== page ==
• ‘Unlocking the Nexus: Digital twins in Sustainable Decision-making for Water-Energy-Food’ led by Nagham Saeed, University of West London, in collaboration with Slingshot Simulations, Technology Innovation Agency, and Universiti Sains Malaysia.
  • ‘Scoping Research to develop a Digitally-Facilitated Community-led Product Guarantee System’ led by Emmanuelle Perlas Andaya, Non-Timber Forest Products – Exchange Programme (NTFP-EP) in collaboration with Busara. 
  • ‘Leveraging technology to foreground nature in the everyday city’ led by Prabina Shrestha, Utopia, in collaboration with Integrated Design 
  • ‘FishLove (FishCredit) to build a fairer, more sustainable fish industry value chain’ led by Wasiu Oyedepo, University of Maiduguri, in collaboration with Kenyatta University.  

All projects are one year long, and their focus countries include South Africa, Indonesia, Nepal, and Nigeria. The Royal Academy of Engineering, in close collaboration with REDAA, will support the seed-fund winners in progressing their projects.

Top-up funding

In August 2023, awardees were given the opportunity to apply for a top-up grant of up to £15,960 to enable them to carry out additional activities. Following a review process, the project ‘Leveraging technology to foreground nature in the everyday city’, led by Prabina Shrestha, was selected to receive the top-up funding. This project seeks to design an app that can help policymakers combine biophysical data on biodiversity loss and climate change impacts with socio-ecological data (i.e. the lived experiences of citizens) to make better land use decisions in and around urban areas in Nepal and India. 

Lessons-learned workshops

On 26 October 2023, participants from across the four projects engaged in a learning workshop, during which awardees gave an update on the progress of their projects, highlighting both challenges and achievements. Presentations were followed by a lessons-learned discussion focusing on time management and prioritisation, resilience, and adaptability, as well as collaboration and networking. Key insights from this learning event are available on the Royal Academy of Engineering website.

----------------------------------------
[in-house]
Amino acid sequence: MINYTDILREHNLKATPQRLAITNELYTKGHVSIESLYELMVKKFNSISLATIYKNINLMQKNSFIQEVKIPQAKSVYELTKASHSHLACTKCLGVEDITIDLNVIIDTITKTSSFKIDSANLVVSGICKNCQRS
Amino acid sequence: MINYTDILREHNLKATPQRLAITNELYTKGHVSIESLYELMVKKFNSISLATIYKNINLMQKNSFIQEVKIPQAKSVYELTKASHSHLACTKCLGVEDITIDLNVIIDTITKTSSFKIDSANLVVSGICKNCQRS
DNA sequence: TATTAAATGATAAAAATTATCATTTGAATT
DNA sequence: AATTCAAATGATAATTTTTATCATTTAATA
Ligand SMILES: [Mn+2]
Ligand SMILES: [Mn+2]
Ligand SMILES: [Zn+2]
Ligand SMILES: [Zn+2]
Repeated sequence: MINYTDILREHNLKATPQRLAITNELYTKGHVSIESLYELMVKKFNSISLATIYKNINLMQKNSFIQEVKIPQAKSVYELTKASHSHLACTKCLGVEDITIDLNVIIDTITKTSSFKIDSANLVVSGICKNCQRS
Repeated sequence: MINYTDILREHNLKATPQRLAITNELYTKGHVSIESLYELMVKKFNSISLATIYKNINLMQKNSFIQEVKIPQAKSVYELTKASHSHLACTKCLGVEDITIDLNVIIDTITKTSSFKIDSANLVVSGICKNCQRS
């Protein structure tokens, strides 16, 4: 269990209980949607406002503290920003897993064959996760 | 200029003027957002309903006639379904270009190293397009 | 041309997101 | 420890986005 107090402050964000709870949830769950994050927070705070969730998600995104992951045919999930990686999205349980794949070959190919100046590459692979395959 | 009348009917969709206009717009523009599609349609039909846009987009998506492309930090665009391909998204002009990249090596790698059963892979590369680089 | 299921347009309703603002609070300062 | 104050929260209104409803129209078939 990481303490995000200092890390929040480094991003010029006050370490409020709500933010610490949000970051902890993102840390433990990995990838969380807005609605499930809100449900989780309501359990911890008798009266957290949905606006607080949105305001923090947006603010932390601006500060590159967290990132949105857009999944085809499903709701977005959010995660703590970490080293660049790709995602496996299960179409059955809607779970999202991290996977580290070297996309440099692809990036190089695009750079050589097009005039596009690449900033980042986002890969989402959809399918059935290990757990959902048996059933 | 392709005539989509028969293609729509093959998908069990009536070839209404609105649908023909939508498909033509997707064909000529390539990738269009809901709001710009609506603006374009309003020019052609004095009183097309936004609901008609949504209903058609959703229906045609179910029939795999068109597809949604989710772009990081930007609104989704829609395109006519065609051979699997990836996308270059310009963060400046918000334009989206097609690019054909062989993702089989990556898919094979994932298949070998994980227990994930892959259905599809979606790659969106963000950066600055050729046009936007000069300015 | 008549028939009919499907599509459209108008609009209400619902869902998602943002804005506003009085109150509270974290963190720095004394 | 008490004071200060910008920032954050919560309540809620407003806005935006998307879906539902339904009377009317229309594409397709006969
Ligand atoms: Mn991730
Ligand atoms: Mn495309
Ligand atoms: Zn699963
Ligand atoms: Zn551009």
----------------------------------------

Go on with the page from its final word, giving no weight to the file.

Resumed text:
A second learning exchange was held on 26 March 2024. Project presentations from the four projects were followed by a lessons-learned discussion focused on adaptive management, community engagement, and bridging the digital divide. Many projects shared similar experiences and insights regarding the digital divide and the adoption of technologies at the local community level, highlighting several key learnings:

  • Physical divide: in some regions, particularly rural areas, enhancing infrastructure such as broadband internet and electricity could significantly improve access to digital technologies.
  • Economic divide: addressing the costs of smartphones and data plans could help make technology more accessible to low-income individuals.
  • Technical divide: providing resources and training to boost digital literacy, especially among older adults, could encourage the uptake of digital tools.
  • Psychological barriers: Helping communities, particularly older adults, to overcome their fear of technology could help facilitate the adoption of digital innovations.


Royal Academy of Engineering

Demonstrator project